November 2, 2015 @ 10:00 am - 11:00 am
The High-strain Rate Loading of Structural Biological Materials
The human body can be subjected to violent acceleration as a result of explosion caused military ordinance or accident. Blast waves cause injury and blunt trauma can be produced by violent impact of objects against the human body. The long-term clinical manifestations of blast injury can be significantly different in nature and extent to those suffering less aggressive insult. Similarly, the damage seen in lower limbs from those injured in explosion incidents is in general more severe than those falling from height. These phenomena increase the need for knowledge of the short and long-term effect of transient mechanical loading to the biological structures of the human body. This talk gives an overview of some of the results of collaborative investigation into blast injury. The requirement for time-resolved data, appropriate mechanical modeling, materials characterization and biological effects is presented. The use of a range of loading platforms, universal testing machines, drop weights, Hopkinson bars and bespoke traumatic injury simulators are given.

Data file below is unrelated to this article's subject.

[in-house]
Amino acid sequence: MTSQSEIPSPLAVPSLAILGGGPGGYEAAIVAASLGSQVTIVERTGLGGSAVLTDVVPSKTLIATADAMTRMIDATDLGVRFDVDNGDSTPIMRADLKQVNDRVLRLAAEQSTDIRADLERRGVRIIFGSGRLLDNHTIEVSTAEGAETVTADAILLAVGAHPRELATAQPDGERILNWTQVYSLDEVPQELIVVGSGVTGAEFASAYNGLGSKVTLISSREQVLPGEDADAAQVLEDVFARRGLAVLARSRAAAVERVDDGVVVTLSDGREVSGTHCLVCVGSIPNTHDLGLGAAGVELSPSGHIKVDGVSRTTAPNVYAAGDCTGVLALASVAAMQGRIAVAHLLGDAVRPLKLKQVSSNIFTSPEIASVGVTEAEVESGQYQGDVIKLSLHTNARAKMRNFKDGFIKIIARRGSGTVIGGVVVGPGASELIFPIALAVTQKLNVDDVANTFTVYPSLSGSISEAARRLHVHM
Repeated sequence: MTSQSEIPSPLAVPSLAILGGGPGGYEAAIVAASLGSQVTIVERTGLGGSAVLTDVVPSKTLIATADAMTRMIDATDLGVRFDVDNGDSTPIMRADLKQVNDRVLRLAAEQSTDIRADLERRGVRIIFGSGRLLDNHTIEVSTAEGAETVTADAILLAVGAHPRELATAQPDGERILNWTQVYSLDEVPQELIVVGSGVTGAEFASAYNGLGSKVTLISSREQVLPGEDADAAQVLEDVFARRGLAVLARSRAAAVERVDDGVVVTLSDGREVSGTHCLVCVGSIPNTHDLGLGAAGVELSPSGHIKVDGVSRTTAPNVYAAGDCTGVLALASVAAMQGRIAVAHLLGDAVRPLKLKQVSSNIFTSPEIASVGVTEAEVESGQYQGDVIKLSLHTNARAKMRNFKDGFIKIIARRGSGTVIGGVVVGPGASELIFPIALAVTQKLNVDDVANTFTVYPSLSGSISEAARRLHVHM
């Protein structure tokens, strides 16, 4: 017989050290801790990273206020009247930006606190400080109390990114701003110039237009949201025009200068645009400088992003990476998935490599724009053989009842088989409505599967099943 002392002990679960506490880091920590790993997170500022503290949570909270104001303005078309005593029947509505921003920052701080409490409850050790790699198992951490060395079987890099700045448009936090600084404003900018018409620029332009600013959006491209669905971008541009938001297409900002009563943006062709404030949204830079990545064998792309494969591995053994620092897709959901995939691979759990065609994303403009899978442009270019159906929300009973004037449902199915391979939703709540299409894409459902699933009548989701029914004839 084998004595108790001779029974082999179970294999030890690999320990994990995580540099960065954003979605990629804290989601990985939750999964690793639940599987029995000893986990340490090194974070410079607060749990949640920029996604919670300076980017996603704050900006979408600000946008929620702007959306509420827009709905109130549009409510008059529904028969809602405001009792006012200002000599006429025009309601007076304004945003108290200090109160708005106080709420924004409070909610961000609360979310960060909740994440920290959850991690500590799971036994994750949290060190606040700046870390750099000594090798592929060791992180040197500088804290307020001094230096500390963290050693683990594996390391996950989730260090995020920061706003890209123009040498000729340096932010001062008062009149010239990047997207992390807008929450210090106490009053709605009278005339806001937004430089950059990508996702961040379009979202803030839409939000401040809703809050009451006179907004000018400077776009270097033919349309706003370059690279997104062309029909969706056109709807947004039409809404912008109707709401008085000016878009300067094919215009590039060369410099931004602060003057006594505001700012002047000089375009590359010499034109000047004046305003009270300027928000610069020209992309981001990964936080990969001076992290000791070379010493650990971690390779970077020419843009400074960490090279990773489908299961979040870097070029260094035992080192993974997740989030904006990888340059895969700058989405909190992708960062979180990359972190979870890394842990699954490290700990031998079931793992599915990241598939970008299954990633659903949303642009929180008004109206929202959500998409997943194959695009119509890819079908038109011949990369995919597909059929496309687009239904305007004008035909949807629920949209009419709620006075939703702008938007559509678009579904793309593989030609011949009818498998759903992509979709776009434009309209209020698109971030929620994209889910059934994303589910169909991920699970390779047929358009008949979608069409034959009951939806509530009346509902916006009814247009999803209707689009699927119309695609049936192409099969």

Dr. William Proud – Director of the Institute of Shock Physics, Imperial College London (2009-present). Conducted research in the area of shock waves and dynamic properties of materials since 1994, initially at the Cavendish Laboratory, Cambridge (1994-2009). Main research topics: diagnostics, explosives, granular materials and biological systems. PhD in Physical Chemistry (University of Newcastle, 1990). Chair of the Shock Waves and Extreme Conditions Group, Institute of Physics, UK (2012-present).